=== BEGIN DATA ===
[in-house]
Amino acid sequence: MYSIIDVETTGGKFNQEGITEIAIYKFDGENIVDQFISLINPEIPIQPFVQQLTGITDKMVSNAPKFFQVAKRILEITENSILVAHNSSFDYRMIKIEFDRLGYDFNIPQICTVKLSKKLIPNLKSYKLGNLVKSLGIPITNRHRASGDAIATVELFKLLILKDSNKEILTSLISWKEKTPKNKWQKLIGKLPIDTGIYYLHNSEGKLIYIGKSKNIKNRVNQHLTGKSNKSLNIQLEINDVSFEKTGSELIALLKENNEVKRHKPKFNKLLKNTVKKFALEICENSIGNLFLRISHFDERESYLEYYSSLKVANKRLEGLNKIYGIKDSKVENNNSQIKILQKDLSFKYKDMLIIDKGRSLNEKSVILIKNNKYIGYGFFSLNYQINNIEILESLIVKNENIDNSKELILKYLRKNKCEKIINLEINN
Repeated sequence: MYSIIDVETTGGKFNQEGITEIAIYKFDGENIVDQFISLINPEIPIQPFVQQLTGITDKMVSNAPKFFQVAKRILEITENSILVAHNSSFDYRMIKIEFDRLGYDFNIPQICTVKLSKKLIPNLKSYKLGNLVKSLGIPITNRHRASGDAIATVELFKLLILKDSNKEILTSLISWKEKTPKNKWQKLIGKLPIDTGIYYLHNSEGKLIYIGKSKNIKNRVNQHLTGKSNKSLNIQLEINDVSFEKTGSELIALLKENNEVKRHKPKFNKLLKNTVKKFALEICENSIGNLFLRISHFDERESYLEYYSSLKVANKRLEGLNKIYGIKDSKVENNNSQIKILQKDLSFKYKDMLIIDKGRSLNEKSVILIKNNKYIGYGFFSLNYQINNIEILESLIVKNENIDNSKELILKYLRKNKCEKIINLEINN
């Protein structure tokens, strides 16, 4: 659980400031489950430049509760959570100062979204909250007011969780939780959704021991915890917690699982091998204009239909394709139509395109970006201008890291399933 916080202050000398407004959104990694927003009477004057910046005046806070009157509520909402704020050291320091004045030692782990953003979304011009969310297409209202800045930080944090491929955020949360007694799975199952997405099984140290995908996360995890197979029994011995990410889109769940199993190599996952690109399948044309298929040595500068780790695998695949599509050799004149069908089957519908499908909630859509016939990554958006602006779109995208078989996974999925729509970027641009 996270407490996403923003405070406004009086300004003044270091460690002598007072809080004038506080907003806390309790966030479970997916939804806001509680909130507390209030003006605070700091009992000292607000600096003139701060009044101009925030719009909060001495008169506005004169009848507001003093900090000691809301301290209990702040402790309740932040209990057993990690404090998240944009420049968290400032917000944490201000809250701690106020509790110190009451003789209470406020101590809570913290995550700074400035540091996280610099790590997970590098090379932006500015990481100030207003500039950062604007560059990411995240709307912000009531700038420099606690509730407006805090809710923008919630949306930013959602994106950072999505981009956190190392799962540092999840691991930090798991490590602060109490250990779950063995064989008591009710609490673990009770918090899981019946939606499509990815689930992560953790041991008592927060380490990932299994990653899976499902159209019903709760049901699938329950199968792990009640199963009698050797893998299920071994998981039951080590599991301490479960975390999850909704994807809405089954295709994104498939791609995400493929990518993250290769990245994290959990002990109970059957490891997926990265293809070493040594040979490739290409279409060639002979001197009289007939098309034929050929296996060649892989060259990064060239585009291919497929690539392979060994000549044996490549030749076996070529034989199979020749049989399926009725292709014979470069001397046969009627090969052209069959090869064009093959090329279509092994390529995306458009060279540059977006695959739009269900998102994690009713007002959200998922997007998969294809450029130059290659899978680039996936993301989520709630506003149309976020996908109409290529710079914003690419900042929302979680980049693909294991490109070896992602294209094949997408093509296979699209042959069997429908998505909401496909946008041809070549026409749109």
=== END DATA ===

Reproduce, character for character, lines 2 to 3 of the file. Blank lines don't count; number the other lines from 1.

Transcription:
Amino acid sequence: MYSIIDVETTGGKFNQEGITEIAIYKFDGENIVDQFISLINPEIPIQPFVQQLTGITDKMVSNAPKFFQVAKRILEITENSILVAHNSSFDYRMIKIEFDRLGYDFNIPQICTVKLSKKLIPNLKSYKLGNLVKSLGIPITNRHRASGDAIATVELFKLLILKDSNKEILTSLISWKEKTPKNKWQKLIGKLPIDTGIYYLHNSEGKLIYIGKSKNIKNRVNQHLTGKSNKSLNIQLEINDVSFEKTGSELIALLKENNEVKRHKPKFNKLLKNTVKKFALEICENSIGNLFLRISHFDERESYLEYYSSLKVANKRLEGLNKIYGIKDSKVENNNSQIKILQKDLSFKYKDMLIIDKGRSLNEKSVILIKNNKYIGYGFFSLNYQINNIEILESLIVKNENIDNSKELILKYLRKNKCEKIINLEINN
Repeated sequence: MYSIIDVETTGGKFNQEGITEIAIYKFDGENIVDQFISLINPEIPIQPFVQQLTGITDKMVSNAPKFFQVAKRILEITENSILVAHNSSFDYRMIKIEFDRLGYDFNIPQICTVKLSKKLIPNLKSYKLGNLVKSLGIPITNRHRASGDAIATVELFKLLILKDSNKEILTSLISWKEKTPKNKWQKLIGKLPIDTGIYYLHNSEGKLIYIGKSKNIKNRVNQHLTGKSNKSLNIQLEINDVSFEKTGSELIALLKENNEVKRHKPKFNKLLKNTVKKFALEICENSIGNLFLRISHFDERESYLEYYSSLKVANKRLEGLNKIYGIKDSKVENNNSQIKILQKDLSFKYKDMLIIDKGRSLNEKSVILIKNNKYIGYGFFSLNYQINNIEILESLIVKNENIDNSKELILKYLRKNKCEKIINLEINN